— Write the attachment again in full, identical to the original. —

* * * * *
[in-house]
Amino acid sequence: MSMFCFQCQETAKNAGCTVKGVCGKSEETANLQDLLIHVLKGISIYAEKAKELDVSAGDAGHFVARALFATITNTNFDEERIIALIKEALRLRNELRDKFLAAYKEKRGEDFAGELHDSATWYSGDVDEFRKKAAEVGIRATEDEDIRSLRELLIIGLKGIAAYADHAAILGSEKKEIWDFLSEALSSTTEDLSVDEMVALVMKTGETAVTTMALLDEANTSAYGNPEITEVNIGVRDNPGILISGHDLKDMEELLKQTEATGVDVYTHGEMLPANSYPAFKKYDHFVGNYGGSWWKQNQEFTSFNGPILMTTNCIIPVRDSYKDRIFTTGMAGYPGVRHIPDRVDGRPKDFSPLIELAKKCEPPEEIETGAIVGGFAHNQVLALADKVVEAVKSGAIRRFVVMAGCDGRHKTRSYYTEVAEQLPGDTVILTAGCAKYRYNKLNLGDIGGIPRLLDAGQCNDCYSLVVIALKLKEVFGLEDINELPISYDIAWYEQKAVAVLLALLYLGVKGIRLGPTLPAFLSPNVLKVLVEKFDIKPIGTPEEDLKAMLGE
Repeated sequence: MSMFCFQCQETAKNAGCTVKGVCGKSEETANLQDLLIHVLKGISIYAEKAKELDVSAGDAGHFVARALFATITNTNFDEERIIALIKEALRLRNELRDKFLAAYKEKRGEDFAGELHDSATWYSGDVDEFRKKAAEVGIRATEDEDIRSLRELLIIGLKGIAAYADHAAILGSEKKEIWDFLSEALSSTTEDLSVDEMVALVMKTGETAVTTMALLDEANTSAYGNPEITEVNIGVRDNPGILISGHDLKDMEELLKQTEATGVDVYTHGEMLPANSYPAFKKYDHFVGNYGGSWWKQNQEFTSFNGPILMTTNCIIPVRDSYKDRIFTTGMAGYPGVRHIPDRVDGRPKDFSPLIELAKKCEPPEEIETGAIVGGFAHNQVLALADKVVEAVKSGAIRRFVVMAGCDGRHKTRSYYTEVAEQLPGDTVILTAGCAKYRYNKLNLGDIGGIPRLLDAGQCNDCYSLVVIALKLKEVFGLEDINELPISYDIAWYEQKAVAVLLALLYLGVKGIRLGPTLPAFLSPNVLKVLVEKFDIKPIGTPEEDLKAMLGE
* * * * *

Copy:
[in-house]
Amino acid sequence: MSMFCFQCQETAKNAGCTVKGVCGKSEETANLQDLLIHVLKGISIYAEKAKELDVSAGDAGHFVARALFATITNTNFDEERIIALIKEALRLRNELRDKFLAAYKEKRGEDFAGELHDSATWYSGDVDEFRKKAAEVGIRATEDEDIRSLRELLIIGLKGIAAYADHAAILGSEKKEIWDFLSEALSSTTEDLSVDEMVALVMKTGETAVTTMALLDEANTSAYGNPEITEVNIGVRDNPGILISGHDLKDMEELLKQTEATGVDVYTHGEMLPANSYPAFKKYDHFVGNYGGSWWKQNQEFTSFNGPILMTTNCIIPVRDSYKDRIFTTGMAGYPGVRHIPDRVDGRPKDFSPLIELAKKCEPPEEIETGAIVGGFAHNQVLALADKVVEAVKSGAIRRFVVMAGCDGRHKTRSYYTEVAEQLPGDTVILTAGCAKYRYNKLNLGDIGGIPRLLDAGQCNDCYSLVVIALKLKEVFGLEDINELPISYDIAWYEQKAVAVLLALLYLGVKGIRLGPTLPAFLSPNVLKVLVEKFDIKPIGTPEEDLKAMLGE
Repeated sequence: MSMFCFQCQETAKNAGCTVKGVCGKSEETANLQDLLIHVLKGISIYAEKAKELDVSAGDAGHFVARALFATITNTNFDEERIIALIKEALRLRNELRDKFLAAYKEKRGEDFAGELHDSATWYSGDVDEFRKKAAEVGIRATEDEDIRSLRELLIIGLKGIAAYADHAAILGSEKKEIWDFLSEALSSTTEDLSVDEMVALVMKTGETAVTTMALLDEANTSAYGNPEITEVNIGVRDNPGILISGHDLKDMEELLKQTEATGVDVYTHGEMLPANSYPAFKKYDHFVGNYGGSWWKQNQEFTSFNGPILMTTNCIIPVRDSYKDRIFTTGMAGYPGVRHIPDRVDGRPKDFSPLIELAKKCEPPEEIETGAIVGGFAHNQVLALADKVVEAVKSGAIRRFVVMAGCDGRHKTRSYYTEVAEQLPGDTVILTAGCAKYRYNKLNLGDIGGIPRLLDAGQCNDCYSLVVIALKLKEVFGLEDINELPISYDIAWYEQKAVAVLLALLYLGVKGIRLGPTLPAFLSPNVLKVLVEKFDIKPIGTPEEDLKAMLGE